Prelude - a Haskell-like functional library

$Id: README 34 2007-10-23 21:38:09Z prelude $

WARNING The project is still in a very preliminary state. Feel free to contribute.

Project home is at

The goal

The general idea is that functional programming provides many benefits, which are not directly available in Ruby out of the box. This library will, hopefully, provide an infrastructure for the use of most Haskell's functional idioms. It will also facilitate a more or less direct port to Ruby of algorithms and data structures already developed by functional community. I deem infinite lists, monads, and higher-level functions to be most useful functional contribution to the general purpose programming.

I do believe the old math's maxim that “new notation leads to new results.”


As of right now, i.e., release 0.0.x, the feature list is pretty much a wish list, so treat it accordingly.

Rather curious collection of operations on lists

Haskell's lists are different from Ruby's arrays in many ways. First of all, there are more operations defined on lists and, second, the naming convention is different. Since Haskell's (or Lisp's) lists play a fundamental role in everything functional, their implementation seems necessary. Here are the goals for list's implementation:

  • Most, if not all, functions, i.e., head, tail, last, first, concat, etc.

  • Assignment compatibility with Ruby's native arrays. For example, these operations should be correct:

    List a =[1, 2, 3])
    b = [3, 4, 5]
    List c = a+b
    a[1] = 10
    b[2] = a[3]
    a << 3 << 4

    …and so on.

  • List comprehension. It's mostly covered by Ruby's own functionality, but some semantic refinements may be needed.

  • Infinite lists. It might look like this:

    List ones =[1]) { ones } # => [1,... ]
    ones.take 3                        # => [1, 1, 1]

    This functionality is being developed by the Lazilists project, see

  • What else?

Reinforced Ruby's Lambda-calculus

While implementing majority of the Lambda world is relatively trivial in Ruby, some of the recursive beauty might be lost. Consider foldl, for example. The classic recursive definition like this

def foldl(f, s, list)
   list.empty? ? s : f(foldl(f, s, list.tail), list.head)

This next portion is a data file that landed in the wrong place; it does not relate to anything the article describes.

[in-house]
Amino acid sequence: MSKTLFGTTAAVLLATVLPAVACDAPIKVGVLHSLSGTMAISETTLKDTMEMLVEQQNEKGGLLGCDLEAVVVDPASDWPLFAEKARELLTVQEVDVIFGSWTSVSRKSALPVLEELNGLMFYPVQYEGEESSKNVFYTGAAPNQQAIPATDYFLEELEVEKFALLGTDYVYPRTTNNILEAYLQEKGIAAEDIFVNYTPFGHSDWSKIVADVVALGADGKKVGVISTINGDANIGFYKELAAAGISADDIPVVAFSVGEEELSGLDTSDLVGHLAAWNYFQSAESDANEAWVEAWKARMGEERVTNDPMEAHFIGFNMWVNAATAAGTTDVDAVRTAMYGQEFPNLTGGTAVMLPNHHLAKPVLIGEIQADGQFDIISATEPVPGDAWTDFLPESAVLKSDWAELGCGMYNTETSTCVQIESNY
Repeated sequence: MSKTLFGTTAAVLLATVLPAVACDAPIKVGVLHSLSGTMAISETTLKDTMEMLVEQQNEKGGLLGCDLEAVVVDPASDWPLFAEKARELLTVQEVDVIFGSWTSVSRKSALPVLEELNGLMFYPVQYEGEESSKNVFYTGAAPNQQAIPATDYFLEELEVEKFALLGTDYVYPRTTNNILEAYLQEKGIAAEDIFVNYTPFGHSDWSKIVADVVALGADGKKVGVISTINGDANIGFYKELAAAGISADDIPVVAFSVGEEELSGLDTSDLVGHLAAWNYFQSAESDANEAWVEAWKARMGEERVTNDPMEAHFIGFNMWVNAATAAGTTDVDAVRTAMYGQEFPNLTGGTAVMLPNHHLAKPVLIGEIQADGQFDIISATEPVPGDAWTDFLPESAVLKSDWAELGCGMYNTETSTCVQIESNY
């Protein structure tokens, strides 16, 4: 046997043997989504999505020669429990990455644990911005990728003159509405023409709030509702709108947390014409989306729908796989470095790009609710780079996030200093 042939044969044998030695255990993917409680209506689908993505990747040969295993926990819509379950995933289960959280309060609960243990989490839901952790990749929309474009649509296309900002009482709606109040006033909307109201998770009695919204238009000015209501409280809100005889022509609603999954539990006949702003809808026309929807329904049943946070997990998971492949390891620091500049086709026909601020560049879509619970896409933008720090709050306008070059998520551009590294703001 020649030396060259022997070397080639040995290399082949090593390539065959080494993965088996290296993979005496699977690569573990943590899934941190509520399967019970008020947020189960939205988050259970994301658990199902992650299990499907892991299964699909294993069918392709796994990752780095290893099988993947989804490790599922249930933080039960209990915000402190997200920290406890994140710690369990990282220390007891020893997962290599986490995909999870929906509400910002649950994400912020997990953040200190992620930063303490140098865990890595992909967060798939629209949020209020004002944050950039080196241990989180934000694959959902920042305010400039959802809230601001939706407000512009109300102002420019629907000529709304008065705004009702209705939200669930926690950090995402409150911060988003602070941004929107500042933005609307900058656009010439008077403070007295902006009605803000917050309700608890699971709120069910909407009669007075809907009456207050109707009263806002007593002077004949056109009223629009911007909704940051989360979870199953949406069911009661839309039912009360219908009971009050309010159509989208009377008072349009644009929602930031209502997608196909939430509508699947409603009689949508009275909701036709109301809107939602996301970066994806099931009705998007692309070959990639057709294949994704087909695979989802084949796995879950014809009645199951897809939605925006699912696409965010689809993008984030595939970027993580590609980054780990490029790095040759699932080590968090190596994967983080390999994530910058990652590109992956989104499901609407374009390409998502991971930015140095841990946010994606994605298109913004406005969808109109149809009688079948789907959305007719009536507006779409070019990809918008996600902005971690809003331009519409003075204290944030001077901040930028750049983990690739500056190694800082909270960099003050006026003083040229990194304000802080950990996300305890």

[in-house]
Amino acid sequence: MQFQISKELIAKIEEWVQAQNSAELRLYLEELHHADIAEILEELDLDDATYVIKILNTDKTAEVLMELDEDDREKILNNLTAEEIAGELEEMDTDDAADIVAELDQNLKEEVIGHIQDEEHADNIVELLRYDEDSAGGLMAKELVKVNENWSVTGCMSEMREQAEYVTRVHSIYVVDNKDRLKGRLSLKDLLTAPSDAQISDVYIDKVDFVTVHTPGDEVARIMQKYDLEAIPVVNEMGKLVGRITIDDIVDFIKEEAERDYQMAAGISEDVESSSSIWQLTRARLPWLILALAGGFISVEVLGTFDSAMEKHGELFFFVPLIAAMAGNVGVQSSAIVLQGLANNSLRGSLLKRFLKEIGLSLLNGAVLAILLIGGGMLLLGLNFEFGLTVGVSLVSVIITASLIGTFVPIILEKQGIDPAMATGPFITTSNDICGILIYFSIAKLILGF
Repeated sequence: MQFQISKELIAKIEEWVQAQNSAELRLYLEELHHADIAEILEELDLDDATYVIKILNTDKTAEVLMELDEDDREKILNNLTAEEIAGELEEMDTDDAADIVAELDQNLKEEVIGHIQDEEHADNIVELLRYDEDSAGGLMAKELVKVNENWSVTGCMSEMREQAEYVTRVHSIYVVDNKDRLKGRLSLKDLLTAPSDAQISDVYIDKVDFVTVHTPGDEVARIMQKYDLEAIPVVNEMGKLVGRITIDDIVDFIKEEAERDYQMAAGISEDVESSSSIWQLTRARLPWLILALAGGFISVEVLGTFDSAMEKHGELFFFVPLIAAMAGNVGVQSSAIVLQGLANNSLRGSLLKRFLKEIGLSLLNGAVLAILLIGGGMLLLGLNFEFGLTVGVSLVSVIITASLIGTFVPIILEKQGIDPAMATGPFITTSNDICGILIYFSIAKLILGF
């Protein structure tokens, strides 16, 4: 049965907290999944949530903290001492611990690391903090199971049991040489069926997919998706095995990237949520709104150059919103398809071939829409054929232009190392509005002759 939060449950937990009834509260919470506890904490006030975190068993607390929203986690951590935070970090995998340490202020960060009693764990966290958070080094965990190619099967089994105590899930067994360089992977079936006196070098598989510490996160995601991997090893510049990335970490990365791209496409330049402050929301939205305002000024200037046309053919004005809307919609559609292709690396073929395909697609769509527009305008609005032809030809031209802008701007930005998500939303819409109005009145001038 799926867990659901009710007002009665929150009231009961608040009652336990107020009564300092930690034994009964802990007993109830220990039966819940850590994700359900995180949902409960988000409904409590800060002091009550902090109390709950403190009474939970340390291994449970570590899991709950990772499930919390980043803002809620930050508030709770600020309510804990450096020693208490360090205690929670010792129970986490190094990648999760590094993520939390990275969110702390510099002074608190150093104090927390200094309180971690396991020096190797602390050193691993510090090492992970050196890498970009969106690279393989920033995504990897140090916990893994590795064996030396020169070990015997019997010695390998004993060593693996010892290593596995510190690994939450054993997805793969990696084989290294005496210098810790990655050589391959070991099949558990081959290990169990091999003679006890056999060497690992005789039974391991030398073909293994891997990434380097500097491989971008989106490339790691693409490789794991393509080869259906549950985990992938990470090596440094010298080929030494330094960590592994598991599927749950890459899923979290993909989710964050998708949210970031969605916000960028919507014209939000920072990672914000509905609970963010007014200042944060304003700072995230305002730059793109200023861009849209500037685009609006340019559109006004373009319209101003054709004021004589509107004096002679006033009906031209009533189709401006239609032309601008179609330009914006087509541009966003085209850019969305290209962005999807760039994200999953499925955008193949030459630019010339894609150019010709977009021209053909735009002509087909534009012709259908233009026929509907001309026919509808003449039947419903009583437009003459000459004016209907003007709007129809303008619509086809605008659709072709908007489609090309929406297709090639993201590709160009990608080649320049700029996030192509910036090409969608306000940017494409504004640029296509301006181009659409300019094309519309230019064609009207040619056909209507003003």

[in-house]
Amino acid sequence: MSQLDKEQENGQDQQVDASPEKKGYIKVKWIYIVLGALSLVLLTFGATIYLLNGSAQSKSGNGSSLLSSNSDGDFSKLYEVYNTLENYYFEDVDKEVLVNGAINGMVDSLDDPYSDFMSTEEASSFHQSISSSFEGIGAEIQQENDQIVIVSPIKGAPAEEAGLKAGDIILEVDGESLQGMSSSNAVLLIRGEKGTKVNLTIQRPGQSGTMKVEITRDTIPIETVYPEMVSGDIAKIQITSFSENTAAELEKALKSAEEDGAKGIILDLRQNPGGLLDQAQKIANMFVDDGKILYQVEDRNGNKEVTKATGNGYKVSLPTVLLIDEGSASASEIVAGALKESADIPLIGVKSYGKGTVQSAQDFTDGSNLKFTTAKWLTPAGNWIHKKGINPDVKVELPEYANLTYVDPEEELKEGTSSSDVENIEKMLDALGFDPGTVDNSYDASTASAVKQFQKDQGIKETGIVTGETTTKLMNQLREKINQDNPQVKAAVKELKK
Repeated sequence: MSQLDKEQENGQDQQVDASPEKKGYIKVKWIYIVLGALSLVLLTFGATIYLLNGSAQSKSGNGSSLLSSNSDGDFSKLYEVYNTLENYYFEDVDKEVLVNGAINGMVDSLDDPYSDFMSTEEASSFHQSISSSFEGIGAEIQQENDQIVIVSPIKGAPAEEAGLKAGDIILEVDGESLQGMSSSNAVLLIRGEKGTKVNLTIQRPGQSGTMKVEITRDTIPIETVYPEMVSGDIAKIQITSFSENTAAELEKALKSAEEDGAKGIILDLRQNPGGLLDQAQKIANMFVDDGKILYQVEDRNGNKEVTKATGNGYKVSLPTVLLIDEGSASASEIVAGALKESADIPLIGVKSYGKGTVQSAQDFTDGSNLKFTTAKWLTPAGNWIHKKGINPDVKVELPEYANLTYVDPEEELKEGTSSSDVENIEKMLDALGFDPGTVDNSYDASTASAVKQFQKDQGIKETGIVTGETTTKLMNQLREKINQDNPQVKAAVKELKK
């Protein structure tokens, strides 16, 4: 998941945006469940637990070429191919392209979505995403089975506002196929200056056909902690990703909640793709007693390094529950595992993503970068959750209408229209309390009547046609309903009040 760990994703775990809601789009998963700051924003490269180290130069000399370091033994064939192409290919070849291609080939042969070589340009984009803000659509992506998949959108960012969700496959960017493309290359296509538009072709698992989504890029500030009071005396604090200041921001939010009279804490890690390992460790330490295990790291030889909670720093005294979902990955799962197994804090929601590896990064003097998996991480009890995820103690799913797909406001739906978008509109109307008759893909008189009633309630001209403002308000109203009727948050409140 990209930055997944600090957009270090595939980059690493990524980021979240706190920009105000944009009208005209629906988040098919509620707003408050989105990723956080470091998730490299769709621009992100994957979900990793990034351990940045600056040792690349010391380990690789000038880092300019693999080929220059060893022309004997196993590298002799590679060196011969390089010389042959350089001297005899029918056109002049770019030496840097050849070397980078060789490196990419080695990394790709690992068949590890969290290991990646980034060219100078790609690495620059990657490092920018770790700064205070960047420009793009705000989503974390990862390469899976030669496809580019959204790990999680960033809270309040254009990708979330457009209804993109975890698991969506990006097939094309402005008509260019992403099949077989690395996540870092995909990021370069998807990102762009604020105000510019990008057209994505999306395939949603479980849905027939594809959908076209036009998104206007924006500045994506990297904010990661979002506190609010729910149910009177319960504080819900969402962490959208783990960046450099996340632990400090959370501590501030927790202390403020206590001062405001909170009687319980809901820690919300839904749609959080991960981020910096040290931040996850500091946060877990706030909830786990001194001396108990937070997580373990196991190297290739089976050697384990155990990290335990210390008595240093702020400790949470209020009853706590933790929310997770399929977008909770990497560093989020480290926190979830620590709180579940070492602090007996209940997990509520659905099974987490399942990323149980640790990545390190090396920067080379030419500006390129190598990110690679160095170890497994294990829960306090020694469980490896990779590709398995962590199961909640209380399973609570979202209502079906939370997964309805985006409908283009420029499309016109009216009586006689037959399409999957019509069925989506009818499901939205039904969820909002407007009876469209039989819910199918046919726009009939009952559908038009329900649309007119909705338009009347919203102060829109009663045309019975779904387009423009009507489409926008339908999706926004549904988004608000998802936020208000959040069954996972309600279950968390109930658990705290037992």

croaks on about 800+ elements integer lists, but more rubyish and compact

def foldl(s, &block)
  inject(s){ |a,b|,b) }

does not possess any of the classic's functional elegance. It means that for practical applications Ruby's recursions need to be fixed or somehow re-implemented in the Prelude library.

Higher-order functions

It is a very good thing, that Ruby allows functions to be good citizens including being passed to other functions and returned from them. These need to be added to complete the picture:

  • Function combinations. Consider:

    add5 = proc {|x| x+5}
    add6 = proc {|x| x+6}
    add11 = add5 * add6

    I.e., the add5 is an absolutely generic algorithm expressed in terms of other functions as long as add5 takes as an argument and add6 returns an object for which operation + is defined.

  • Currying, as in

    add5 = (proc {|x,y,z| x+y+z}).curry(5), 2)      # => 10

    More convenient syntax is desirable.

  • What else?


This is where all the previous trouble should start paying off allowing an application to be structured like this:

result >> connect >> do_something >> delete_something >> so_on

Writing tutorials for monadic computations became a little industry in itself, see to get started. More monadic resources are here:

What else?

These features will be nice to have in a second release of the library:

What's in a name

Since most of the functionality to be implemented here is defined in Haskell's prelude package, the name Prelude seemed natural.


The latest Prelude library version can be downloaded from


You can install Prelude library with the following command.

% gem install prelude


Prelude library is released under the Lesser GPL license, see


Please use the following:


The authors of the project were inspired by the following works:

  1. An article, probably by Gavin Sinclair, at regarding Symbol#to_proc function in Ruby Extension project,

  2. An elaborate port of Perl's Sub::Curry library by Ross Bamford,

  3. An early implementation of Haskell's lists as Ruby arrays by Hipster (a.k.a. Michel van de Ven). His original sketch can be found at

  4. An article by Christopher Williams “Late to the Party” posted at

  5. Several articles on monads by MenTaLguY, see